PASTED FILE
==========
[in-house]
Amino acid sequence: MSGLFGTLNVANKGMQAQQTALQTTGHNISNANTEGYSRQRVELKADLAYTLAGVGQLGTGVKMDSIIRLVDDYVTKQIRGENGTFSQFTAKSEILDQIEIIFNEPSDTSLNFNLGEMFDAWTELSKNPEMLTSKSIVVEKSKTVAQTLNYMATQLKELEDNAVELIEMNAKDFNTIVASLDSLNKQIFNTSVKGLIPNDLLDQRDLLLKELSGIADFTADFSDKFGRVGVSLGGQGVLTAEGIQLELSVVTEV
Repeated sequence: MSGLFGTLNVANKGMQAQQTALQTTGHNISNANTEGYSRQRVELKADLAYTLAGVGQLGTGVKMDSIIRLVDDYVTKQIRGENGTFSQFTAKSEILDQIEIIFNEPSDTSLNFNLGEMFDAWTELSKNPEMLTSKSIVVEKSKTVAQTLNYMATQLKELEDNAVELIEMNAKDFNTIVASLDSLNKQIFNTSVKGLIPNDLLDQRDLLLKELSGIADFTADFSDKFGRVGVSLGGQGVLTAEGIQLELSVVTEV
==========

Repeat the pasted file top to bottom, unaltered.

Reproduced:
[in-house]
Amino acid sequence: MSGLFGTLNVANKGMQAQQTALQTTGHNISNANTEGYSRQRVELKADLAYTLAGVGQLGTGVKMDSIIRLVDDYVTKQIRGENGTFSQFTAKSEILDQIEIIFNEPSDTSLNFNLGEMFDAWTELSKNPEMLTSKSIVVEKSKTVAQTLNYMATQLKELEDNAVELIEMNAKDFNTIVASLDSLNKQIFNTSVKGLIPNDLLDQRDLLLKELSGIADFTADFSDKFGRVGVSLGGQGVLTAEGIQLELSVVTEV
Repeated sequence: MSGLFGTLNVANKGMQAQQTALQTTGHNISNANTEGYSRQRVELKADLAYTLAGVGQLGTGVKMDSIIRLVDDYVTKQIRGENGTFSQFTAKSEILDQIEIIFNEPSDTSLNFNLGEMFDAWTELSKNPEMLTSKSIVVEKSKTVAQTLNYMATQLKELEDNAVELIEMNAKDFNTIVASLDSLNKQIFNTSVKGLIPNDLLDQRDLLLKELSGIADFTADFSDKFGRVGVSLGGQGVLTAEGIQLELSVVTEV